Incoming City of Johnstown mayor Vern Jackson has always been interested in politics, but as a federal employee was barred by the Hatch Act from running for public office for much of his adult life.
He retired in 2006 after 36 years at the Social Security Administration. Last November, after a death on the city council, former mayor Michael Julius appointed Jackson as a councilman in the fourth ward.
And now Jackson, who will be 66 next month, is finishing out the term of his friend Julius, who himself passed away in July.
“I miss him every day. He was a local boy who wanted to do good by the city and he left us too early,” said Jackson.
Jackson was approached by the Fulton County Republican Committee about running for mayor and ran unopposed in both the primary and the general election. He’ll serve as mayor of Johnstown in 2017, at the end of which the city will hold another mayoral election. Former council member-at-large Cynthia Lakata is functioning as interim mayor until the end of December.
Jackson said Johnstown has historically skewed Republican, and the fact that Julius was a Democrat never affected their friendship of 30 years. The two used to trade friendly barbs about Jackson’s love for the New York Mets versus Julius being a Yankees fan. But they worked well together and found common ground as fans of the NY Rangers hockey team.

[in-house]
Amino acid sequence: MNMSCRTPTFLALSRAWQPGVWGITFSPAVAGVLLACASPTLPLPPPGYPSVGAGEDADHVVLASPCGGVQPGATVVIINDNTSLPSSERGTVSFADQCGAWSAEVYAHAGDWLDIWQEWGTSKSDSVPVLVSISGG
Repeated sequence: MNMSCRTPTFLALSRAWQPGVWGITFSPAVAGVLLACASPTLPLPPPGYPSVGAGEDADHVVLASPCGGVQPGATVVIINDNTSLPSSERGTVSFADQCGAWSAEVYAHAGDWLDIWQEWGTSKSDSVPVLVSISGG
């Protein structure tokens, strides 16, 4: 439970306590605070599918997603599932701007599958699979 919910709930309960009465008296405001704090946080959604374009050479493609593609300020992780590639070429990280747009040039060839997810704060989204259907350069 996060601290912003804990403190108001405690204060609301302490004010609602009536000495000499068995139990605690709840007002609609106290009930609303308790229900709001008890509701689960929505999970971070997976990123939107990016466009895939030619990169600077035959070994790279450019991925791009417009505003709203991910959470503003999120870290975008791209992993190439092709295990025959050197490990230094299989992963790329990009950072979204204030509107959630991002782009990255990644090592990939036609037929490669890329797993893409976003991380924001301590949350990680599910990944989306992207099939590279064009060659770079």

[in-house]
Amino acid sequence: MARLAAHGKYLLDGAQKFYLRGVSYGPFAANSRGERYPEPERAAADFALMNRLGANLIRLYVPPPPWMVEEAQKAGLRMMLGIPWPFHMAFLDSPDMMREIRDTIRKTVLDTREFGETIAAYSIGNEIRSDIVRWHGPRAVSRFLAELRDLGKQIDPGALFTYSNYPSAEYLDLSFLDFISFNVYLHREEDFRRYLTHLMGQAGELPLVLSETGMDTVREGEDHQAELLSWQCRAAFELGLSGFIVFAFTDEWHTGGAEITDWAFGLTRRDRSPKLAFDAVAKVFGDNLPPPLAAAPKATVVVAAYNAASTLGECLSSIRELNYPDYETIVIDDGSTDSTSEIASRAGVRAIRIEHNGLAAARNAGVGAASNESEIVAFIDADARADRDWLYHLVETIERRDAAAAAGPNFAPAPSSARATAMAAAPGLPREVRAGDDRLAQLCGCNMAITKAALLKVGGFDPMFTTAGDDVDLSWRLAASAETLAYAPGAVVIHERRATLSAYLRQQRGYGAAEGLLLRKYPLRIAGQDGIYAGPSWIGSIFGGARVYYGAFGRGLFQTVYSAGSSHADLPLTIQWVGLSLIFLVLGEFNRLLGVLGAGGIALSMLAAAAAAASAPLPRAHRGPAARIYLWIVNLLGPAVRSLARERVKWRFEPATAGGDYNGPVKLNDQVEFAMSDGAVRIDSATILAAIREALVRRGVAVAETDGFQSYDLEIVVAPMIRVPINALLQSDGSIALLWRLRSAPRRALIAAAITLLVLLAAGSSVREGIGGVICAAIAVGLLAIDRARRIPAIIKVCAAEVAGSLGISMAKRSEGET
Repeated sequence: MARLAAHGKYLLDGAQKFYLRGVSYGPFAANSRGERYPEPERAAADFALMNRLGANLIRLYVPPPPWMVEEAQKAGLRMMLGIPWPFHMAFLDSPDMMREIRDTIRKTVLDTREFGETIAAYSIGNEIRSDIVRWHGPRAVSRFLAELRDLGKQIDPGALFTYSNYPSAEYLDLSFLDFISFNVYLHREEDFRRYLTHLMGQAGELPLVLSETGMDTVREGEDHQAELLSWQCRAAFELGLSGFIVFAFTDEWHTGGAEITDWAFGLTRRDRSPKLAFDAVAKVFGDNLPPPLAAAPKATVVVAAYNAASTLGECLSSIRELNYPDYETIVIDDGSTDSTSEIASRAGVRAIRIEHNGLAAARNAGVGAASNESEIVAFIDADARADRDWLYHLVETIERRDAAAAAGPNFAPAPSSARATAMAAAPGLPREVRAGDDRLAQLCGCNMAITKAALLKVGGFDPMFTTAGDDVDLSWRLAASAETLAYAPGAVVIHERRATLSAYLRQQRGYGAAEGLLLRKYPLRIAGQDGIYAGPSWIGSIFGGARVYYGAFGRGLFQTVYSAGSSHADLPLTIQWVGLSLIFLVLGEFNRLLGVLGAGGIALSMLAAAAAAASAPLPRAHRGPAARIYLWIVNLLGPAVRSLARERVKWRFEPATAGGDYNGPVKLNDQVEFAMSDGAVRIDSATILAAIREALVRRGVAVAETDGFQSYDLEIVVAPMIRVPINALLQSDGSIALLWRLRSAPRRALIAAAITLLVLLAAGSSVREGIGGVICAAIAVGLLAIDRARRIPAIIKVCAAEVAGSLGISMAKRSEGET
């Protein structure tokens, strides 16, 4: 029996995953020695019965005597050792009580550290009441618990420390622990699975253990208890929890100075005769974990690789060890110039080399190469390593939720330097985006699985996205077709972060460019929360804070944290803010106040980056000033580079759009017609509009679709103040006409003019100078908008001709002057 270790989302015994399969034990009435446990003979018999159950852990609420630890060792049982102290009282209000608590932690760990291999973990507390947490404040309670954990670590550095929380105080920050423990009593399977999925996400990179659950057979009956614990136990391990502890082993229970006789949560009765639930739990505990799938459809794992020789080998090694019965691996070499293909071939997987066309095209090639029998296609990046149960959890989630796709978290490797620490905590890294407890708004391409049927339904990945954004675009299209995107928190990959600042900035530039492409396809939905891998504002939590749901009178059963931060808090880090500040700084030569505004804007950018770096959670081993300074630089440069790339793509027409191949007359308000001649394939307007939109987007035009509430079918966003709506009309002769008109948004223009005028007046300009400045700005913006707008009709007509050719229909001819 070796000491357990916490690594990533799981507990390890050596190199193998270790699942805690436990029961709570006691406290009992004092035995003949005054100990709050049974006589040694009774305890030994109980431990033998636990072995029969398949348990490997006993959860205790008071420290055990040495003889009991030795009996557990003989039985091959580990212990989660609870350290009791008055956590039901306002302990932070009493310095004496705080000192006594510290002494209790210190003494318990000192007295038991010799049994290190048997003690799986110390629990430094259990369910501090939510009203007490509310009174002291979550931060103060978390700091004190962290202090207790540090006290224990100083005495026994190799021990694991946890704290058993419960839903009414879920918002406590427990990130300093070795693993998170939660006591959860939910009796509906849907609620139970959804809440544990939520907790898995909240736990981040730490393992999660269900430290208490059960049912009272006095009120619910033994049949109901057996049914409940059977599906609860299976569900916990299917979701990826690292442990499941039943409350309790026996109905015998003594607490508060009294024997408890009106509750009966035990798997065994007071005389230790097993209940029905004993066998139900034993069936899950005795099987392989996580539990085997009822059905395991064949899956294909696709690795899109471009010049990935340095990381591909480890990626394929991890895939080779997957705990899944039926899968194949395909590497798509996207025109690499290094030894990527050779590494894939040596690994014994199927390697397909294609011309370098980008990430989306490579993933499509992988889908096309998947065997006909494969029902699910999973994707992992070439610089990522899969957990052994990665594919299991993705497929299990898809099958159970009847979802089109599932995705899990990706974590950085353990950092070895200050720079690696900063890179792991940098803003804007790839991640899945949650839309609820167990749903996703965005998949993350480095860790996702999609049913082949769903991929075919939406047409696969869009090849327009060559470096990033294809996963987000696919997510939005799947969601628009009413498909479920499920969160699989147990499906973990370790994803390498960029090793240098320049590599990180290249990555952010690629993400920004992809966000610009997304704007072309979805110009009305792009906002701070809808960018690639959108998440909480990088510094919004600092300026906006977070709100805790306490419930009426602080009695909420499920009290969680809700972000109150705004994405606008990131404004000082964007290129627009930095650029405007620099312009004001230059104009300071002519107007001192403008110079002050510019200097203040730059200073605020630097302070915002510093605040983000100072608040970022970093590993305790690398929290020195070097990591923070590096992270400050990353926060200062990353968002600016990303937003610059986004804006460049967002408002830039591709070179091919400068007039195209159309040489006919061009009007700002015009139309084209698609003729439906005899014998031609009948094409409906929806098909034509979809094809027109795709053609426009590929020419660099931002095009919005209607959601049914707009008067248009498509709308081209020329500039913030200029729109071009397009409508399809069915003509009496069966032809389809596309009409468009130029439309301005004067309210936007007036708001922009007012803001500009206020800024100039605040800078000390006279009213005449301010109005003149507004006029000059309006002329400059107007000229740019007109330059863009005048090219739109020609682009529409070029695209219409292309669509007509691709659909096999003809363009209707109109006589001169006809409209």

When he was approached by the county Republicans about running for mayor, the first thing Jackson did was consult his wife and two adult children.
“They said ‘it’s something you always wanted to do dad, go for it,’” he said.
Jackson, who also served 25 years in the Navy, first on active duty and then as a reservist, said he’ll be looking to aggressively tackle the issue of blight in Johnstown.
“I dread the thought of people driving through the city of Johnstown and seeing the blight - it doesn’t reflect well on the city,” he said.
Although Julius did his part to combat the problem of run-down and derelict properties in the city, Jackson said, he thinks he has a greater interest in holding property owners accountable and ridding the city of distressed buildings.
He plans to leverage the city’s code enforcement office to contact owners who need to perform maintenance on their properties.
“Sometimes there are absentee landlords and you gotta find them,” said Jackson. “Nine out of ten times they’re compliant but there’s always the ones that ignore you and don’t pay your taxes.”
Jackson said he’ll also be looking at ways to reduce the property tax burden and bring more business to the city.
The job is part time, and Jackson hasn’t yet decided what his office hours will be, but he’s confident in the municipal employees that run the city from day to day.
“I think I’m going to be just signing this and signing that, letting those people run the city ... those people are great,” he said.
He added that he also has a good relationship with his current colleagues on the city council. “I have all the confidence in the world in everyone on the council,” he said. “We’re all Republicans so that helps, too.”
Reach Gazette reporter Daniel Fitzsimmons at 852-9605, [email protected] or @DanFitzsimmons on Twitter.